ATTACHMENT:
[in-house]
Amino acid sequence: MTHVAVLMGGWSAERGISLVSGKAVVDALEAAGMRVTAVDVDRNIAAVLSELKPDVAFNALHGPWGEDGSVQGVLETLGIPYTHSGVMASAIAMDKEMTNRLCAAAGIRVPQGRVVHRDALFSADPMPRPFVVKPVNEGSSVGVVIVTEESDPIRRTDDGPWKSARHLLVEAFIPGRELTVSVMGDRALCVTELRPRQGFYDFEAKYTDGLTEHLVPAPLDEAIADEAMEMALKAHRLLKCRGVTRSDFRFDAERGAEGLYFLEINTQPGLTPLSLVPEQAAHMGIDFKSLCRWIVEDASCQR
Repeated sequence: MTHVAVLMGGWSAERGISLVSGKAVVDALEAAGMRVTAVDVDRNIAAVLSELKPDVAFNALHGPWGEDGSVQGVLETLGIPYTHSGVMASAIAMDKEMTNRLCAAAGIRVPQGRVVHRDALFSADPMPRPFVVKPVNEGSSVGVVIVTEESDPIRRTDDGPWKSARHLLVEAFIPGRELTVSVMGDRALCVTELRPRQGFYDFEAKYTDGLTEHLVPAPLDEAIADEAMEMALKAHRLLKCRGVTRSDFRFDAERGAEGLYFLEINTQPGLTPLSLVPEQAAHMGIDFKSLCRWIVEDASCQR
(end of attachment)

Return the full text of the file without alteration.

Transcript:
[in-house]
Amino acid sequence: MTHVAVLMGGWSAERGISLVSGKAVVDALEAAGMRVTAVDVDRNIAAVLSELKPDVAFNALHGPWGEDGSVQGVLETLGIPYTHSGVMASAIAMDKEMTNRLCAAAGIRVPQGRVVHRDALFSADPMPRPFVVKPVNEGSSVGVVIVTEESDPIRRTDDGPWKSARHLLVEAFIPGRELTVSVMGDRALCVTELRPRQGFYDFEAKYTDGLTEHLVPAPLDEAIADEAMEMALKAHRLLKCRGVTRSDFRFDAERGAEGLYFLEINTQPGLTPLSLVPEQAAHMGIDFKSLCRWIVEDASCQR
Repeated sequence: MTHVAVLMGGWSAERGISLVSGKAVVDALEAAGMRVTAVDVDRNIAAVLSELKPDVAFNALHGPWGEDGSVQGVLETLGIPYTHSGVMASAIAMDKEMTNRLCAAAGIRVPQGRVVHRDALFSADPMPRPFVVKPVNEGSSVGVVIVTEESDPIRRTDDGPWKSARHLLVEAFIPGRELTVSVMGDRALCVTELRPRQGFYDFEAKYTDGLTEHLVPAPLDEAIADEAMEMALKAHRLLKCRGVTRSDFRFDAERGAEGLYFLEINTQPGLTPLSLVPEQAAHMGIDFKSLCRWIVEDASCQR